29th January 2015




  A quick introduction for new readers: This Newsletter is produced at irregular intervals by Stapleford and Trowell Rural Action Group (STRAG) to inform the community about the future of Field Farm. Field Farm is a 30 hectare rural site which was part of the Nottingham-Derby Green Belt until excluded in the recent local plan, the Greater Nottingham Aligned Core Strategies. It comprises five farmed fields and a mature plantation, located in Stapleford and Trowell, between the A6007 (Ilkeston Road/Trowell Road/ Stapleford Road), the Pit Lane Recreation Area, the railway line, Stapleford Hill woodland and Mayfield Drive. Last November, Broxtowe Borough Council granted outline planning permission to the owner (Westerman Homes) to build up to 450 houses on the site. STRAG has been opposing housing development at Field Farm since before 2000 because:  

  • it is part of a unique wildlife corridor between Wollaton Park and the open countryside,   

  • it is a recreation area very valuable to the local community and beyond,   

  • it is essential to preserving the separate identities of Trowell and Stapleford and   

  • such a development will put a huge pressure on the current transport and services infrastructure without any effective mitigation measure in sight.  

You can follow the history of our campaigns on our website,   

The detailed planning documents can all be found at, application ref.,U7HS,1BHWII,2I40H,1





  It is now highly likely that the 450 dwellings will be built on the site. But the development has only received outline planning permission, with nothing set in stone except the access points, so the design is still completely negotiable. And looking at the provisional plans, 20% of the development could account for 80% of the damage 

  The main part of the site consists of two large adjacent agricultural fields (plus a third one on which no development is foreseen), bordering on existing built-up area on two sides, a plantation and Boundary Brook on the others, with a slope upward toward the established plantation to the east.   

  But east of the old farm buildings, about 100 houses are planned on two smaller fields, nestled between the plantation, Stapleford Hills Woodland and the railway either side of the brook, one in Trowell and one in Stapleford (yellow marked area on the picture above).   

  The unique ecological corridor connecting the city with the open countryside (Wollaton Park – Bramcote Ridge – Stapleford Hill – Nottingham Canal),runs through here and would be cut through by a road over the brook. All grade 2 agricultural land of the site is also contained in this area, and it is crossed by a major public right of way (Robin Hood Way and the newly established Erewash Valley Trail).   


The temporary layout as planned by the developers (Design & Access Statement, Rev. A, Fig. 5.2,  © Westerman Homes 11/2012)  

STRAG is not the only group saying that it is essential that these two fields are preserved:  

“In ecological terms, we feel it would be most preferable to leave the land north of the plantation undeveloped.” – Nottinghamshire Wildlife Trusts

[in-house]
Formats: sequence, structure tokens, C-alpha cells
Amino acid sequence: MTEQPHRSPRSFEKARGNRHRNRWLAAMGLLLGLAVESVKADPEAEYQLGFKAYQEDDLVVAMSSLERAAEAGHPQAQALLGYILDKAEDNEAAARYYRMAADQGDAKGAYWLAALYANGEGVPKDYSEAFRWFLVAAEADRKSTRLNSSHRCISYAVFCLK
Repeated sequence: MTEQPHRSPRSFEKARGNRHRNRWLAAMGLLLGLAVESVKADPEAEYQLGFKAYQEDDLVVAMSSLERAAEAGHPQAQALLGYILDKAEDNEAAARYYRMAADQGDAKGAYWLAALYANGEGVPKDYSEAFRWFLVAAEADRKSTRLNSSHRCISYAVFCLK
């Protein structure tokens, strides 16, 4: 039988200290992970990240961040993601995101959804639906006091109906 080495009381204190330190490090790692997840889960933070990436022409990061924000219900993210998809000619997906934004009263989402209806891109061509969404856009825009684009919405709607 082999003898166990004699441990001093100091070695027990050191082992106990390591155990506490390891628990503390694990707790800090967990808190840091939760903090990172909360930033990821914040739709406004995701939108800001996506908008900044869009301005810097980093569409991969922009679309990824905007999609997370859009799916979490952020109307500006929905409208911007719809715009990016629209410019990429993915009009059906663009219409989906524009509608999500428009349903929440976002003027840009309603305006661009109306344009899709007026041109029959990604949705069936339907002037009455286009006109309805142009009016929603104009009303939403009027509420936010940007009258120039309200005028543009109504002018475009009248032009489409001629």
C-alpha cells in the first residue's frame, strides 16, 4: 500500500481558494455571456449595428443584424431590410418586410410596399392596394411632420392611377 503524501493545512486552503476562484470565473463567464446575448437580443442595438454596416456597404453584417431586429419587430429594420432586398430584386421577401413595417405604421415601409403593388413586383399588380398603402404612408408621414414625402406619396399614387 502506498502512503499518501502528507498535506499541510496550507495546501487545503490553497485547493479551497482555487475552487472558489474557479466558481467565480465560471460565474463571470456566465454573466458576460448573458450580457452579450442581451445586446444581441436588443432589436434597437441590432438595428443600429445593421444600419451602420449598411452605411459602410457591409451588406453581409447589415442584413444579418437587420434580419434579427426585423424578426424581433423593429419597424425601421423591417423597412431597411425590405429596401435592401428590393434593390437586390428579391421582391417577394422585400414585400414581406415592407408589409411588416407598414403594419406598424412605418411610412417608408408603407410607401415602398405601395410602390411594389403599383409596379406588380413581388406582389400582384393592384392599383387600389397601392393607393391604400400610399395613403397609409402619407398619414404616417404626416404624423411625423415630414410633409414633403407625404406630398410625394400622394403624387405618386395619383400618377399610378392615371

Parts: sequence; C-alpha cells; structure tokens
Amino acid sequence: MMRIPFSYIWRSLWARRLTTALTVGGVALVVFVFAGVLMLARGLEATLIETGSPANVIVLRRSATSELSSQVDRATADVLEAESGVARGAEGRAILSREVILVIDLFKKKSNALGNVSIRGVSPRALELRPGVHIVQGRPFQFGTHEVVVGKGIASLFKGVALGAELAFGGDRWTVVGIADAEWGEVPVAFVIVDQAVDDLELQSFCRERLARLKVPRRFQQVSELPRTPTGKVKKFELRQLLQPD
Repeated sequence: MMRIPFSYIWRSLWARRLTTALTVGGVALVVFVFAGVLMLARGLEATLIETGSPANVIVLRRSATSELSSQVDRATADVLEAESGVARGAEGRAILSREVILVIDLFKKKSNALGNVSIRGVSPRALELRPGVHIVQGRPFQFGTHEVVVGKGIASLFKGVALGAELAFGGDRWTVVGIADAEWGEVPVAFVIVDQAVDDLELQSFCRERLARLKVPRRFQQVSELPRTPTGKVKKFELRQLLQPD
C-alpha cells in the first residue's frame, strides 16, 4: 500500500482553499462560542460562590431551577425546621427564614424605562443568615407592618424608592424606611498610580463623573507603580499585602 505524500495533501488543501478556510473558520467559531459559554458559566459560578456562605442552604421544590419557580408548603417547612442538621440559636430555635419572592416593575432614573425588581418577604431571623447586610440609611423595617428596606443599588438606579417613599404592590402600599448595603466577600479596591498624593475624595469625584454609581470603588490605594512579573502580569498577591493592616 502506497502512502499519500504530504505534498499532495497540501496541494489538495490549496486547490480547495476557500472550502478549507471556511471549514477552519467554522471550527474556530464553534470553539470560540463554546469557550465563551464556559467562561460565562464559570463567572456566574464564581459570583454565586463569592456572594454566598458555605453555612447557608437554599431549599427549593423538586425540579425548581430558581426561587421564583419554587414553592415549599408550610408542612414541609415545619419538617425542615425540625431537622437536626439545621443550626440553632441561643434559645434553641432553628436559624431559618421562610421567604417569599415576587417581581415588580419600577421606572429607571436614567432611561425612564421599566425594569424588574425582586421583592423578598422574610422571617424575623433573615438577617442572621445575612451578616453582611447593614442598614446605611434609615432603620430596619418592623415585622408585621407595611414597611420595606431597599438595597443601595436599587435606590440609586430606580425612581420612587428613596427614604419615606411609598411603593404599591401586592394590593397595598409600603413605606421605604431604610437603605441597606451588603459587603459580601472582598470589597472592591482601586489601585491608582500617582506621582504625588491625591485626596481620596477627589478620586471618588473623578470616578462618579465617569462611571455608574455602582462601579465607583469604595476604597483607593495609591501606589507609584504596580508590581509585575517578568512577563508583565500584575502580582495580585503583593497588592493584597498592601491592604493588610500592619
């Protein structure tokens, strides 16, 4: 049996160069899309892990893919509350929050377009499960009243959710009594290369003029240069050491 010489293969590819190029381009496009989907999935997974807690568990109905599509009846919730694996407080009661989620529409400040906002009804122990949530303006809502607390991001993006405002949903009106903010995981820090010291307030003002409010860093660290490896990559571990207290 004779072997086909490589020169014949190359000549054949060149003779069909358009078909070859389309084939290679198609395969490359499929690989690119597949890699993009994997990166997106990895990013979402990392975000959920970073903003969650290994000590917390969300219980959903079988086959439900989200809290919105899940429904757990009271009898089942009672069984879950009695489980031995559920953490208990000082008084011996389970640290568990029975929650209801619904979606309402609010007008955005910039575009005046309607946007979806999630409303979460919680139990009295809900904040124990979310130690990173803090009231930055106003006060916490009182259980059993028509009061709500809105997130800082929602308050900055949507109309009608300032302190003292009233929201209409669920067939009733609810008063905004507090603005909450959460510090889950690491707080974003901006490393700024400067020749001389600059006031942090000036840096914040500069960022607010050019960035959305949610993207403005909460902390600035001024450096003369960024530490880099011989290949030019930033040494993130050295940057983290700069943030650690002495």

“The area adjacent to the railway line should be withdrawn from the development and retained as open space.” – Stapleford Town Council  

“The Parish Council has objected to any housing development on greenbelt land within the parish.” – Trowell Parish Council  



We would like to put the following alternative: relocate approximately 100 dwellings from the north-eastern part into the main site, by including a limited number of 2- and 3-storey apartment buildings.   

We are not talking here about 1960’s blocks of flats, but about attractive, high-quality family apartments well integrated among more traditional houses. Concentration allows a significant saving of space (for both living quarters and parking) and if you think about it, a 3-storey flat-roof building is no higher than a 2-storey pitched roof house. There can be green roofs, with positive visual and ecological impact. Also, this could help create a centre for the new neighbourhood and avoid another of those soulless commuters’ developments. Buyers would be more attracted to a state-of-the-art, roomy apartment with nature at its doorstep than to a house with a tiny garden along the railway line and at the back of the crematorium!  

In this way, the Field Farm development would have proper defensible topographic boundaries: Boundary Brook to the north and the ridge covered by the established plantation to the east. It would remain shielded from view from the north.  

Obviously, we wouldn’t want this to go ahead only to see a further planning application for the remaining land a few years down the line... This is why Broxtowe Borough Council should negotiate with the developer the designation of the safeguarded land as an extension of Stapleford Hills Woodland Local Nature Reserve. Well-targeted management could enhance the biodiversity for the benefit of our bats, owls, water voles, grass snakes and occasional deer.  

 stargv11   stagv111

Examples of well-designed, modern apartment houses  

Remember: only outline planning permission has been granted. It is now up to Broxtowe Borough Council to listen to its residents and support an innovative flagship project, or simply go down the road of least effort and least long-term benefit.  

We need your opinion!  

What do you think of our proposals? Are you willing to get involved in promoting this plan?  

Please e-mail your feedback to the elections around the corner, we will take it to all prospective candidates and we hope to make a difference!